Prison ★★★★

The earliest Bergman film I've seen to date, and just three years into his career he has a sophistication and imagination to his style that can be mistaken for no one else. The story is rather grim and even hackneyed, about two couples with bad power dynamics falling apart and a short-lived love affair resulting, all this framed by the musings of a young film director and his all-knowing teacher; poking fun at it, especially if your attitude toward arthouse cinema is less than reverent, would be like shooting fish in a barrel. Even from my end, I can see even in such an early title how someone could absolutely detest Bergman's sensibility, though I'd strongly argue with anyone who declared it pretentious -- if anything, it's almost too direct in its myriad tragedies and impossibly high interpersonal stakes (an unexpected pregnancy, a murder, an evil pimp and a suicide are involved along with routine abuse wrought upon women by men, all of whom are cads except -- shockingly -- the filmmaker), surreal but expository dream sequences and queries about the ambivalence of the moral universe. Yet I also see it laid out just why Bergman's always spoken to me: I cannot fault anyone with such a deep and unwavering belief in living inside his own emotions, projecting them onscreen without filtering; it's brave and admirable, but maybe appreciating it requires a certain level of self-absorption and moodiness. I guess the lie is given by my own weird response to this film: the things that happen in it are unfathomably tragic and unfair, as the script itself keeps stating directly, yet in a strange way its whole world is hypnotic and inviting to me, a place I want to return to like a sad but beautiful pop song. I love this sort of thing and I won't apologize for it. Plus it looks amazing, the sets and cinematography and location work in Stockholm, just intoxicating and as beautiful as any Hollywood film noir title I can think of.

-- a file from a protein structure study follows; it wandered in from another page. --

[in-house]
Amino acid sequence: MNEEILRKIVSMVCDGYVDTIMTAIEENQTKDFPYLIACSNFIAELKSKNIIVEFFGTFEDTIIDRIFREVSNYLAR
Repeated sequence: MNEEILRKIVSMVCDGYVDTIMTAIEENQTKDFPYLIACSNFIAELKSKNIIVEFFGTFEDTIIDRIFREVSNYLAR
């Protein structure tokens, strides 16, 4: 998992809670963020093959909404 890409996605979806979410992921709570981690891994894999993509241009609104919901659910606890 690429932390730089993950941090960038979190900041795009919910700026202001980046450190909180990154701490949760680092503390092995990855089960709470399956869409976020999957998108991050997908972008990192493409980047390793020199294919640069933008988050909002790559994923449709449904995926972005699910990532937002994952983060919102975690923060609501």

Trivia:
- I prefer the U.S. title The Devil's Wanton; it just seems more evocative! Note that the story idea the old teacher proposes in the prologue is essentially the original premise of Lars von Trier's Antichrist.
- Nearly twenty years before Truffaut's Fahrenheit 451, a credits sequence that's entirely spoken. (I feel as if there's another earlier example of this I'm forgetting, though.)
- The IMDB plot keyword "slapstick comedy" is not a lie, as this film that involves child murder also finds time for an actual imitation of 1910s silent comedy, found in an attic and screened on a wall, and it's surprisingly credible and frenetic, and contains a physical manifestation of Satan, so it's not 100% out of character either.